Keeping Alzheimers Patients Safe With GPS Tracking

20 Mar

Alzheimer’s is more than just a chronic neurodegenerative disease – it’s an absolutely debilitating condition that millions of people struggle with on a daily basis. According to the experts at ALZ.org, more than five million people are currently living with Alzheimer’s in the United States alone. It’s the sixth leading cause of death in this country, something that ultimately leads to the death of one out of every three seniors and also costs family caregivers more than $5,000 per year.

Alzheimer’s patients often find themselves in dangerous situations due to the heightened levels of confusion they experience regularly. They may go outside, forget what they were trying to do in the first place and wander off – leading to a very serious situation for their loved ones. Thankfully, technology has evolved in recent years in ways that make this process easier for all involved. GPS tracking, in particular, has seen incredible gains in terms of keeping Alzheimer’s patients safe and sound at all times.

Alzheimer’s and GPS Tracking

According to one study, more than 15 million caregivers provided roughly 18.1 billion hours of unpaid care to Alzheimer’s patients around the country in 2015. Again, a large part of this was devoted to just making sure that an affected patient was safe and accounted for as much as possible.

According to another study, as many as 60 to 70% of those who are affected by Alzheimer’s will wander (and likely get lost) at some point during their battle with the disease. If they are not found within 24 hours, their chance of death increases by an unfortunate 50%.

Many organizations are stepping up to the plate to help relieve these concerns as much as possible through technology, with Project Lifesaver being just one notable example. Over the course of the last 15 years, Project Lifesaver has outfitted patients and their caregivers with GPS tracking devices built with safety in mind.

Affected patients can be given a small “Protect and Locate” tracker, also commonly referred to as a PAL tracker. It operates nearly identically to the GPS that you may use for turn-by-turn directions in your car, with one notable difference – each device has a unique signal tied to the wearer and can be worn around the wrist, almost like a sports watch or a fitness tracker. If an Alzheimer’s patient happens to wander, a caregiver can contact Project Lifesaver and trained emergency response teams will be notified. Project Lifesaver’s website indicates that the average recovery time in these situations is 30 minutes or less.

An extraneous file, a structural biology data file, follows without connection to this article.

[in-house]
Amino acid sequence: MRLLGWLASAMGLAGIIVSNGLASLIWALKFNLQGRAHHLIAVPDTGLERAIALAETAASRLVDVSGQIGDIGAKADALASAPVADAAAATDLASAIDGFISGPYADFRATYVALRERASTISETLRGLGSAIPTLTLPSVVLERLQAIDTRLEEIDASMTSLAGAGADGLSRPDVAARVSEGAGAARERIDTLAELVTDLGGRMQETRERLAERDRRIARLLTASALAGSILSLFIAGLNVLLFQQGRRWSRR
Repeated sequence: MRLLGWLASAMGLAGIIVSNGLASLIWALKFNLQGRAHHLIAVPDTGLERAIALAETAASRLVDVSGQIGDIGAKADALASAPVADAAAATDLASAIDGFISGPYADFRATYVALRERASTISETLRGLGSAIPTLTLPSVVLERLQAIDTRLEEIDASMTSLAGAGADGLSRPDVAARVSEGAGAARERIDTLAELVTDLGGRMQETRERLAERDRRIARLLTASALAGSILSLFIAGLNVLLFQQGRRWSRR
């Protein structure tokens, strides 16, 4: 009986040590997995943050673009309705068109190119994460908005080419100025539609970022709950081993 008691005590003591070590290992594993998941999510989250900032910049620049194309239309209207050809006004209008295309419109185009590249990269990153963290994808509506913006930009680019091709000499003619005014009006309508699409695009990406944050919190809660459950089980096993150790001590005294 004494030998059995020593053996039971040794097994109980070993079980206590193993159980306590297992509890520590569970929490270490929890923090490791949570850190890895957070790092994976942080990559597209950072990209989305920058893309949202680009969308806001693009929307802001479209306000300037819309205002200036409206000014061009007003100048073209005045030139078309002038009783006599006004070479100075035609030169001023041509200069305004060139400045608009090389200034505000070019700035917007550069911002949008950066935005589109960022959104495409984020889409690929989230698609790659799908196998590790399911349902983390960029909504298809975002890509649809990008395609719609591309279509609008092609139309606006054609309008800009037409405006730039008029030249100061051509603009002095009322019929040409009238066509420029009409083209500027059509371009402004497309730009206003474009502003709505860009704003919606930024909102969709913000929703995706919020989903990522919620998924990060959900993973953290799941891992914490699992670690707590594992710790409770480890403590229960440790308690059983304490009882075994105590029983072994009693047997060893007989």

Many consumer-grade products are already available to purchase on your own, even if you’re not interested in partnering with an organization like Project Lifesaver. Devices are almost always wearable in nature, which cuts down on the possibility of them being lost, damaged or stolen. Loved ones can use a smartphone app or log into a website (depending on the device in question) and instantly find the location of their elderly family member at all times –generating some much-needed peace of mind and relieving much of the stress that comes with these situations.

Other Considerations

It’s important to note, however, that GPS trackers cannot prevent a loved one from wandering –  they will only help you when wandering does occur. In an effort to remain as prepared as possible, it’s always important to take a few key steps. First, make sure the Alzheimer’s patient’s home is safe and secure – significantly cutting down the risk of them accidentally harming themselves. Create a detailed plan for what you will do if they happen to wander – who will you call, what steps will you take, etc. Always keep a recent photograph of the loved one handy in the event that you need to contact the authorities.

Above all else, always let friends and neighbors know as much about the situation as possible. Remember that we’re all in this together, and caring for an Alzheimer’s patient isn’t something you should attempt to do on your own.

 

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